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The Disturbing Paradox of Tuberculosis

Friday, March 19, 2010

By Neil W. Schluger, M.D.
Chief Scientific Officer, World Lung Foundation, and
Professor of Medicine, Epidemiology and Environmental Health Sciences,
Columbia University

Recently, hundreds of millions of dollars have been invested in research projects to develop new drugs, diagnostics and vaccines for tuberculosis.   However, no laboratory advance will save even one of the millions facing death this year and next.

March 24 will mark the 17th year the global health community comes together to advocate for the eradication of tuberculosis. There is a tragic paradox in this observance: we have tuberculosis cures that we are not bringing to the millions who will die without them.

With the hemisphere's highest TB rate, Haiti crystallizes this paradox in microcosm: even before the earthquake, its state clinics struggled to keep pace with 30,000 new cases a year. There, as in dozens of developing countries, underfunded TB programs have been losing ground even before disasters have stuck. 


In 1952, Selman Waksman of Rutgers University won the Nobel Prize for discovering streptomycin, an antibiotic that kills the bacterium that causes tuberculosis.  Shortly after Waksman's discovery, treatment became available and it became apparent that a TB diagnosis need no longer be a death sentence.  In his Nobel Prize lecture, Waksman said confidently, "The conquest of the ‘Great White Plague', undreamt of less than 10 years ago, is now virtually within sight."  Since 1952, hundreds of millions of people have died from tuberculosis.
Flash forward to 2010.  Nearly 2 million people will die of TB this year alone, most in developing countries. Tuberculosis cases in Africa, fueled by the HIV epidemic, are increasing rapidly.  There are at least 500,000 persons in the world with multidrug resistant tuberculosis, and probably no more than 30,000 of them are even being treated.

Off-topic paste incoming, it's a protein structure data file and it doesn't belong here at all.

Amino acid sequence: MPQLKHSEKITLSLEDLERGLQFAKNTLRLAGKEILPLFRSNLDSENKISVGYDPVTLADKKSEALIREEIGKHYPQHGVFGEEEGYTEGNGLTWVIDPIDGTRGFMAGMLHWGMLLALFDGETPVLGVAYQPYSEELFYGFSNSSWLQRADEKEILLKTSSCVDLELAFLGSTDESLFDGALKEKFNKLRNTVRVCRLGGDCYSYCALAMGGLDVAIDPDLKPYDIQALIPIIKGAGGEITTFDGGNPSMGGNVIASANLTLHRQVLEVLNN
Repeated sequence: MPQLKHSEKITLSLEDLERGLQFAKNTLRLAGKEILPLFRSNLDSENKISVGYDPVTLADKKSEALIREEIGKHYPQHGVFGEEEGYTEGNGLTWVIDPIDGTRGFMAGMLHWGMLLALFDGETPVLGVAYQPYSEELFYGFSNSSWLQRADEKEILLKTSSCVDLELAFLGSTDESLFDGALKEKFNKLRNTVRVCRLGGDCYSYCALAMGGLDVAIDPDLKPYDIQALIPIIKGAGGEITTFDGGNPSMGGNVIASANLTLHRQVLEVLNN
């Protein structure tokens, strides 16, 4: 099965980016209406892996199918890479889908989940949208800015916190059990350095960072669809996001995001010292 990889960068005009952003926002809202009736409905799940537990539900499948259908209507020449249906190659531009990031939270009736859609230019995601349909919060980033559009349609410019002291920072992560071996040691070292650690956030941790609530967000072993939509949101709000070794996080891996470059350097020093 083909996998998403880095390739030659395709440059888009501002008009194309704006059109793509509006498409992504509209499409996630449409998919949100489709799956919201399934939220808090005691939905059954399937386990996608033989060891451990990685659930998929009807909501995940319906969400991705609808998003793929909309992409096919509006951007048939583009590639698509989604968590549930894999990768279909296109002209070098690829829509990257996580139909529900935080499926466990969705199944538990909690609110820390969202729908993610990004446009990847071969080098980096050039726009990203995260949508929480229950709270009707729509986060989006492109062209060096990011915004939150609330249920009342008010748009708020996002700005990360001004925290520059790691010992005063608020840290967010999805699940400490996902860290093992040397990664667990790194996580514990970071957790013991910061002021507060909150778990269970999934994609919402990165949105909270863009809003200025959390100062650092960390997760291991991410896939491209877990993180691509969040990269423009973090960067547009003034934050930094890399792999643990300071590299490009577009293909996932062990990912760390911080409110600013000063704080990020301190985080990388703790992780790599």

The Bill & Melinda Gates Foundation, National Institutes of Health and others have allocated hundreds of millions of dollars to develop new drugs, new diagnostics and new vaccines for tuberculosis.   Such generosity and commitments demonstrate a long-overdue recognition of TB as an under-funded area of public health. It has not, however, sufficiently addressed our ability to deliver the cures we have now to the people who need them most.

Case in point: Swaziland ran out of TB drugs just before Christmas of last year and did not replenish its supplies until the end of February. Local news reports suggested this was because the government could not pay the Indian drug manufacturer.  Such a drug shortage will affect thousands of patients and leave many vulnerable to death and or drug resistant strains.

It's not just drug supplies that we're short on, though. People are part of today's cure for TB: trained observers watching patients take their medicine increases cure rates dramatically. The technique, called directly observed therapy (DOTS), prevented over a million TB deaths in India due in the 1990s.  Here in New York City, DOTS reduced overall TB rates and especially rates of MDR-TB from 13% of all TB cases in 1992 to less than 1% of cases today.  Peru was removed from the list of the 20 countries with the highest rates of TB because of a well-implemented DOTS program.   The problem with DOTS is a lack of funding to recruit and train enough workers to manage the current caseload.


There are three things donors and governments can do immediately to balance our search for the cures of tomorrow with saving lives today. First, they should increase support for current diagnostic techniques. A recent survey of 114 laboratories in Ghana found that the majority of microscopes, the most basic tool for diagnosis, did not work. 

Second, we need to ensure adequate supply and delivery of existing medications.  The pipeline of drugs in clinical stages of testing for tuberculosis is woefully short and a new vaccine is probably decades away.   As such, it is unacceptable that universally accepted and inexpensive drugs such as isoniazid and rifampin are not widely available. Third, we can expand DOTS coverage by emphasizing recruitment and training and by investing in localized techniques for delivery.

What we have now can capture more than 70% of the most infection cases if deployed adequately.  How much investment is needed? The gap between available resources and the cost of implementing the ten-year WHO's Global Plan To Stop TB stands at $31 billion. The challenge is large, but not insurmountable. Nothing is more maddening than a cure sitting on a shelf, as people die, for the lack of funding to deliver it.

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